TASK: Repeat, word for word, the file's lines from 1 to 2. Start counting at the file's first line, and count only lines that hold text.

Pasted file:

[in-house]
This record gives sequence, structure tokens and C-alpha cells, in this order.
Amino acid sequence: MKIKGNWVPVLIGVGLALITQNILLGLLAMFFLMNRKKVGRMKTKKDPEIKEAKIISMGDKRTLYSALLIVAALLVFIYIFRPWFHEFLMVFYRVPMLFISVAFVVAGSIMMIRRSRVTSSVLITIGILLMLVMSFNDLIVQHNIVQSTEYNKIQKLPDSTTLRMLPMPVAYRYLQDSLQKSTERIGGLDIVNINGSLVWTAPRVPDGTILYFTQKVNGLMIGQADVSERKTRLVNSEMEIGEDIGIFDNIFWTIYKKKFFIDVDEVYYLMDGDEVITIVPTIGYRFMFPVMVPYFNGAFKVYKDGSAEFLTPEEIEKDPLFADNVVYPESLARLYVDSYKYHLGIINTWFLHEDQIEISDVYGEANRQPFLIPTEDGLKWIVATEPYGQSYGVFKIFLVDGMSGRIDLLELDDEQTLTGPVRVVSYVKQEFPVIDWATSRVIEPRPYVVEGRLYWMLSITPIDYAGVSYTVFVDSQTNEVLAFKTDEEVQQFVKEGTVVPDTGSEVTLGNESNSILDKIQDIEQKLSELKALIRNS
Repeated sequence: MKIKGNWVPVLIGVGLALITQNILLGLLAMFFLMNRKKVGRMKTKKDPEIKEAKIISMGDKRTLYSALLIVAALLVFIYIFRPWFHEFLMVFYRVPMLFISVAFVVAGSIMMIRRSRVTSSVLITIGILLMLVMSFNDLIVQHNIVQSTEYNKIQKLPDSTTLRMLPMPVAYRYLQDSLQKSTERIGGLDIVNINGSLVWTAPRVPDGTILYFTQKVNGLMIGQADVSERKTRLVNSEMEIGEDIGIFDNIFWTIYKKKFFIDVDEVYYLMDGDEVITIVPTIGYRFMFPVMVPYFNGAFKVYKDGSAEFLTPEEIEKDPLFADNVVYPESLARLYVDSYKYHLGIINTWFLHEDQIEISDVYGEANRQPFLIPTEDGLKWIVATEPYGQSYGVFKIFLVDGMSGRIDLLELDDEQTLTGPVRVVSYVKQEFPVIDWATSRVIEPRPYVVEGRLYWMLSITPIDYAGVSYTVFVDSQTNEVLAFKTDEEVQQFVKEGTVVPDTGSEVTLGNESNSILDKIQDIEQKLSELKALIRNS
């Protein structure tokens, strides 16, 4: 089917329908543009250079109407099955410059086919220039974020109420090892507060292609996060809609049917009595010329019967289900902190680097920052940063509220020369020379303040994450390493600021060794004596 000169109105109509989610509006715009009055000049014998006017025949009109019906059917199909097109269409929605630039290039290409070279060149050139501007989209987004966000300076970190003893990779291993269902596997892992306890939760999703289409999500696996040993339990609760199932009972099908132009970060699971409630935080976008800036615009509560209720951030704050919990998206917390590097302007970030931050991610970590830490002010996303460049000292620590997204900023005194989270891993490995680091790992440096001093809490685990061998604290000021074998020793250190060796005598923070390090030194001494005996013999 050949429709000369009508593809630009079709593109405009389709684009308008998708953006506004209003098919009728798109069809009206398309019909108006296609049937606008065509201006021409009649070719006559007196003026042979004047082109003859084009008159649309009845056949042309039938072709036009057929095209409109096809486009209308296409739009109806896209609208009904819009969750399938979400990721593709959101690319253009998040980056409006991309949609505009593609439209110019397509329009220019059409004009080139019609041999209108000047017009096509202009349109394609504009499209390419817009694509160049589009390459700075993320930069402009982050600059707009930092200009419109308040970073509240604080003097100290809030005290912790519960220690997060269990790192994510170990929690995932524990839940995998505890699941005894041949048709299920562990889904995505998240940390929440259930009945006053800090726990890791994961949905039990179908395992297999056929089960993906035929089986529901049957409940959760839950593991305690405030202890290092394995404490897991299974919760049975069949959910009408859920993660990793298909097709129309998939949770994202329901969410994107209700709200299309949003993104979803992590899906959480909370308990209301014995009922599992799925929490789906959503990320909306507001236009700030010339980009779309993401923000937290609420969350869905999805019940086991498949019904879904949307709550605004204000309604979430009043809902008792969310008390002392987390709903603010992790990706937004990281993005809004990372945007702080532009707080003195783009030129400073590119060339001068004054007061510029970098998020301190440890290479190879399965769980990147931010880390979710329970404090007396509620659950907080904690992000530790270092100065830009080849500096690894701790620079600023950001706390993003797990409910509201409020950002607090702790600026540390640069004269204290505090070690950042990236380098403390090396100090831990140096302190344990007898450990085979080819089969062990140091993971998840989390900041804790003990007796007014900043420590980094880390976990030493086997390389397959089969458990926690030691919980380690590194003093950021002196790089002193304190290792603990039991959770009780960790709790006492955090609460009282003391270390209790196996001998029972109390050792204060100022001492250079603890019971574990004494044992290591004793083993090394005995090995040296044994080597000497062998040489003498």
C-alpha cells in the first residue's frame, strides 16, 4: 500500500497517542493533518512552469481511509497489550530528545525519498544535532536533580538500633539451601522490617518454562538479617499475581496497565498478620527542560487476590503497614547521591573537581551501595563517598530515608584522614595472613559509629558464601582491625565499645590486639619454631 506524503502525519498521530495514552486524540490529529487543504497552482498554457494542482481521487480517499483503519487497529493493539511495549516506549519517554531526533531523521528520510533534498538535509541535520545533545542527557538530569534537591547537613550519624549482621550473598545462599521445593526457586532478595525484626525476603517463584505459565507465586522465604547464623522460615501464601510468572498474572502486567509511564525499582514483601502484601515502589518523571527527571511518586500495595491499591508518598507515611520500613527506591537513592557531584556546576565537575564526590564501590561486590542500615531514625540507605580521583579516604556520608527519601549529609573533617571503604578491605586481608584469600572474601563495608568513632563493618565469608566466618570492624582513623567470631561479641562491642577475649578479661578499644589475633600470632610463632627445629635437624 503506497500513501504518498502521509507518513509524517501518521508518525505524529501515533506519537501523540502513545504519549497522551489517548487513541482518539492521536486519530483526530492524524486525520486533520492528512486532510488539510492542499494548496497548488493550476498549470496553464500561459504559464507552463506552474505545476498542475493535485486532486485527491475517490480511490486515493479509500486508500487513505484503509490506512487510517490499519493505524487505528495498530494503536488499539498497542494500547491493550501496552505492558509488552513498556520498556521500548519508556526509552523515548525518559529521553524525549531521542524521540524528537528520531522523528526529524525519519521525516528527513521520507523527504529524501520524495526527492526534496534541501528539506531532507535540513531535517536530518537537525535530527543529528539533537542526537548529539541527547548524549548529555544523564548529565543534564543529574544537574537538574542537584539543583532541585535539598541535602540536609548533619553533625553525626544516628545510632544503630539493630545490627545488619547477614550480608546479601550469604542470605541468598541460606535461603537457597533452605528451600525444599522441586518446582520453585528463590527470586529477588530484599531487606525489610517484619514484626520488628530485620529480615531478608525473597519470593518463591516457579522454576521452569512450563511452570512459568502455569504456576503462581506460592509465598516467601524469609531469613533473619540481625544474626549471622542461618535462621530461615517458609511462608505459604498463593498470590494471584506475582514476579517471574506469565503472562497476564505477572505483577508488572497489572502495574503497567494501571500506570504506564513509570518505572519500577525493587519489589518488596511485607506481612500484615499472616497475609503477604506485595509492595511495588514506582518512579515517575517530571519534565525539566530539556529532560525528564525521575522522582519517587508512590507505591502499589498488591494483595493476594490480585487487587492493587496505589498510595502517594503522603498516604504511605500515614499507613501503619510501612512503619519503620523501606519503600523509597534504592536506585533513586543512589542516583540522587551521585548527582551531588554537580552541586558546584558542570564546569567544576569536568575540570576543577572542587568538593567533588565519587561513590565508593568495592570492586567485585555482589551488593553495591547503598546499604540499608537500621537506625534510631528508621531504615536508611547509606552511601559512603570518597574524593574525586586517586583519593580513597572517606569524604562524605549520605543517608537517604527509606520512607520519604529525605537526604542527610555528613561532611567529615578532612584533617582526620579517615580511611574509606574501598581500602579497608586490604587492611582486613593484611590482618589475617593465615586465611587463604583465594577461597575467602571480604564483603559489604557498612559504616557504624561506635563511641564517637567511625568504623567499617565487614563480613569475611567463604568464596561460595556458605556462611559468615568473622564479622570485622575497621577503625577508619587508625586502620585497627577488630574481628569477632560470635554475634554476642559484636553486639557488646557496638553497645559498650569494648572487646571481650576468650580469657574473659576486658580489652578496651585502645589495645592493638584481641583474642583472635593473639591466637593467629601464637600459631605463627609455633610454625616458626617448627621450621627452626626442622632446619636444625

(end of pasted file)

[in-house]
This record gives sequence, structure tokens and C-alpha cells, in this order.